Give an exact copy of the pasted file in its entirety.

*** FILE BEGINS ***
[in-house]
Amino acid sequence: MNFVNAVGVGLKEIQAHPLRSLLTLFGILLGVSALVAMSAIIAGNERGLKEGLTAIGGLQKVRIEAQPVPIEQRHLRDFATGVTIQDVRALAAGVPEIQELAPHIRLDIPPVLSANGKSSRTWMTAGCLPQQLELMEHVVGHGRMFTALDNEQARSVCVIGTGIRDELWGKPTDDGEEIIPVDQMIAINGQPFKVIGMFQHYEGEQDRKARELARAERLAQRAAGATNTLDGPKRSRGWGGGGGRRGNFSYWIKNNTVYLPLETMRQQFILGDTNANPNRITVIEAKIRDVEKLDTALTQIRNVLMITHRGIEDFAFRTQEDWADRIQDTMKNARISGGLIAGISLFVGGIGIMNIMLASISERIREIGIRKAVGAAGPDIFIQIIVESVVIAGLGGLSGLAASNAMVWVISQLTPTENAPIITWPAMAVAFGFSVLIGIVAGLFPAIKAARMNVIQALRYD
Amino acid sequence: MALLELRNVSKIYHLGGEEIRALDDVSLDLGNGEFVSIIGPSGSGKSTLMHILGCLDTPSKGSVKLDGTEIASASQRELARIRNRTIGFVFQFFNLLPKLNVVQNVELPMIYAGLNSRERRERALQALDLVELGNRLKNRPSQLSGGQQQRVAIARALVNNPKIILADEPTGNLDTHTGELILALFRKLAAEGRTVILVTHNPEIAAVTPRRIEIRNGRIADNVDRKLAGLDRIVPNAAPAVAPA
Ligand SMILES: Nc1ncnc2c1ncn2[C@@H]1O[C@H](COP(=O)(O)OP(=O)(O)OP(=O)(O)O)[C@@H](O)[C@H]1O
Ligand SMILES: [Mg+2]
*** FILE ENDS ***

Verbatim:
[in-house]
Amino acid sequence: MNFVNAVGVGLKEIQAHPLRSLLTLFGILLGVSALVAMSAIIAGNERGLKEGLTAIGGLQKVRIEAQPVPIEQRHLRDFATGVTIQDVRALAAGVPEIQELAPHIRLDIPPVLSANGKSSRTWMTAGCLPQQLELMEHVVGHGRMFTALDNEQARSVCVIGTGIRDELWGKPTDDGEEIIPVDQMIAINGQPFKVIGMFQHYEGEQDRKARELARAERLAQRAAGATNTLDGPKRSRGWGGGGGRRGNFSYWIKNNTVYLPLETMRQQFILGDTNANPNRITVIEAKIRDVEKLDTALTQIRNVLMITHRGIEDFAFRTQEDWADRIQDTMKNARISGGLIAGISLFVGGIGIMNIMLASISERIREIGIRKAVGAAGPDIFIQIIVESVVIAGLGGLSGLAASNAMVWVISQLTPTENAPIITWPAMAVAFGFSVLIGIVAGLFPAIKAARMNVIQALRYD
Amino acid sequence: MALLELRNVSKIYHLGGEEIRALDDVSLDLGNGEFVSIIGPSGSGKSTLMHILGCLDTPSKGSVKLDGTEIASASQRELARIRNRTIGFVFQFFNLLPKLNVVQNVELPMIYAGLNSRERRERALQALDLVELGNRLKNRPSQLSGGQQQRVAIARALVNNPKIILADEPTGNLDTHTGELILALFRKLAAEGRTVILVTHNPEIAAVTPRRIEIRNGRIADNVDRKLAGLDRIVPNAAPAVAPA
Ligand SMILES: Nc1ncnc2c1ncn2[C@@H]1O[C@H](COP(=O)(O)OP(=O)(O)OP(=O)(O)O)[C@@H](O)[C@H]1O
Ligand SMILES: [Mg+2]